AVC: Not many people in the U.S. have seen your first feature, In July, but that was a fairly traditional romantic comedy. How does Soul Kitchen compare?


FA: Head-On and The Edge Of Heaven worked somehow better than In July. Head-On had like 800,000, but the thing with [Head-On star] Sibel Kekilli was porno scandal stuff; they were real notorious people, and it made people curious somehow. Not on purpose, but that helped. The next one I’m going to do is more serious and darker than Soul Kitchen, but if the success of that movie helps more people have an interest in what I’m doing next, besides my main audience, that would be nice. Growing my audience is a target of mine.

AVC: It’s refreshing that you’re so honest about it. A lot of directors will make a more commercial film and then come up with all kinds of ways of not admitting that’s what they’ve done.

FA: Cinema is a collective experience. Many people sit together, there’s a lot of seats, and you want those seats to be filling up. I’m not that egoistic, to say “No, I only want to do a film for me, I don’t care.” That’s not true. For sure I do them for me, but I hope I can share it with as many people as possible. I can’t hide or fool you, anyway—everything is there.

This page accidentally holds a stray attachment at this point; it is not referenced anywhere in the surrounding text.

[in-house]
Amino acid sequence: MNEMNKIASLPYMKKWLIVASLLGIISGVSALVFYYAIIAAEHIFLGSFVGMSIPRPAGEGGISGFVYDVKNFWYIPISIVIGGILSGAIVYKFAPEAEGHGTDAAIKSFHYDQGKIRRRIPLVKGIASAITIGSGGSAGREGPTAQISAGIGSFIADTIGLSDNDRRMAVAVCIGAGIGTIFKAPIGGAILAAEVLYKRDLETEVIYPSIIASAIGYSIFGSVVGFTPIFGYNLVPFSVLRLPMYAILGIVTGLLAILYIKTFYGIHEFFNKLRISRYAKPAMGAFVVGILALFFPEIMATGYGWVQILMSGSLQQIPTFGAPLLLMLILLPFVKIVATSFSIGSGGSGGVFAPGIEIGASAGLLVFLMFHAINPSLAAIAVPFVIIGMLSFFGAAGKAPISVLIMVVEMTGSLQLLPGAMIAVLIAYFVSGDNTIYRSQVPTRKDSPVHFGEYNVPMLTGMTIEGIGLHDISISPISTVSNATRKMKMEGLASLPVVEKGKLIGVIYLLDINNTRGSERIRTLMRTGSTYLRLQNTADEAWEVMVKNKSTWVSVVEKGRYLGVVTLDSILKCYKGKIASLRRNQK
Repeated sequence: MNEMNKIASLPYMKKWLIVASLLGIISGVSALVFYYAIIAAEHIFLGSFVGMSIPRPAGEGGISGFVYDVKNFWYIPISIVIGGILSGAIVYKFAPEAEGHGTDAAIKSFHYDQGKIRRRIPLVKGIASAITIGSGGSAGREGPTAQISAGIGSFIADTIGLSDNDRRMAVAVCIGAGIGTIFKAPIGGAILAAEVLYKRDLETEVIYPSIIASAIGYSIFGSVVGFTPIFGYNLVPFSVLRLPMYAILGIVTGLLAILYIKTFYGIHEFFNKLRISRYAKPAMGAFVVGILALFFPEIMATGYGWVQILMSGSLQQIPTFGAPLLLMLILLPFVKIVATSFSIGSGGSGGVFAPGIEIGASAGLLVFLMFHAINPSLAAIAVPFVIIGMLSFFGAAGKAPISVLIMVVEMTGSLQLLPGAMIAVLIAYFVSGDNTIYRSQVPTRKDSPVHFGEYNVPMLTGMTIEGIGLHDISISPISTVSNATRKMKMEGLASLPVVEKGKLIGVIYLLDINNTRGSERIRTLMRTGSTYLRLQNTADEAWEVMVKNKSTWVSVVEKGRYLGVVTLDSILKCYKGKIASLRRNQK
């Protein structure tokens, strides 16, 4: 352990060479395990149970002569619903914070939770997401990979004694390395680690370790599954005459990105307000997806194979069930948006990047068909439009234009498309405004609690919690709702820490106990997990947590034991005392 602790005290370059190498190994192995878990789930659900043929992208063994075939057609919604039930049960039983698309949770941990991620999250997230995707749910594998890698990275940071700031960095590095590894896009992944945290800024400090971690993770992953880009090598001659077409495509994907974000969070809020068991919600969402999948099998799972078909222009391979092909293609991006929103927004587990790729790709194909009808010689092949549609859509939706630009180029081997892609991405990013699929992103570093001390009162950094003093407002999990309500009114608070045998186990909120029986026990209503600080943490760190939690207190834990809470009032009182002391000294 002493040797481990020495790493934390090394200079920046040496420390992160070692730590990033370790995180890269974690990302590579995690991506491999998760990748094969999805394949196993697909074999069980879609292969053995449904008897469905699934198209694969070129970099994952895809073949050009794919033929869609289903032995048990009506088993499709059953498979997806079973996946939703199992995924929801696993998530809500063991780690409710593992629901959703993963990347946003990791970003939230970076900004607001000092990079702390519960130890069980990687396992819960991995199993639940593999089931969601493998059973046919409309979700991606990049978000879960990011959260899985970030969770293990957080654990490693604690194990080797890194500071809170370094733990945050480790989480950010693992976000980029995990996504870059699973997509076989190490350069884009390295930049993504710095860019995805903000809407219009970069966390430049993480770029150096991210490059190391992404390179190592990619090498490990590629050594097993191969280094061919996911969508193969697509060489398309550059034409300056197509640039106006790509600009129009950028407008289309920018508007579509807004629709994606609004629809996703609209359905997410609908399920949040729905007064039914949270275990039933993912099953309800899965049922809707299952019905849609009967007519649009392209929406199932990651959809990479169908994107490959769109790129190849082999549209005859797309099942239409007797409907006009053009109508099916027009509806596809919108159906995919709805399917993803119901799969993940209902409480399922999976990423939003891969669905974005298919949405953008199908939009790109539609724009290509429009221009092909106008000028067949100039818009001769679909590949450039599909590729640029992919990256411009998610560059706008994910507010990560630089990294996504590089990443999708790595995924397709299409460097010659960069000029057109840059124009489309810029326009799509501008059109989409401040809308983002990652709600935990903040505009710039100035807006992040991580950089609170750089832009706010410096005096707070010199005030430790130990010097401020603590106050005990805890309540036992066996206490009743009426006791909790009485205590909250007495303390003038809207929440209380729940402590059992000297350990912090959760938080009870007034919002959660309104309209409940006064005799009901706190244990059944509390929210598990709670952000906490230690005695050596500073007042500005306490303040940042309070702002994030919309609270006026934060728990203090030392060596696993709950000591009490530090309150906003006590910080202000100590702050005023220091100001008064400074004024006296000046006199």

AVC: You said you want your films to change the world somehow. What do you mean?

FA: I mean I reflect the world which is surrounding me—which I put a kid into. I can’t accept the world how it is. There are certain things I don’t want to accept, and I reflect these things. I know that the cinema or art can change things. Rock ’n’ roll changed things. Rock ’n’ roll was not just Jimi Hendrix playing guitar. Rock ’n’ roll was much more; the new Hollywood culture was rock ’n’ roll too, and it really made me think about a lot of things. Through films I had discovered, certain things inspired me to read certain books, and these books made me think in certain directions. I’m not the only one. I’m one in a million. I don’t believe that cinema can change the world with a huge impact, but maybe one drop. Maybe this talk is naïve, maybe I will speak different in five or 10 years. Maybe my opinion about the world will change. But right now, I have the status quo I have. I say this because you have the Dennis Hopper guys and then you have the rumors like, “Hey did you know that these people are right[-wing] now and they’re voting for the Republicans?” And I say, “I don’t believe it!” but maybe it will happen to me. I don’t know, but right now I don’t want that to happen to me.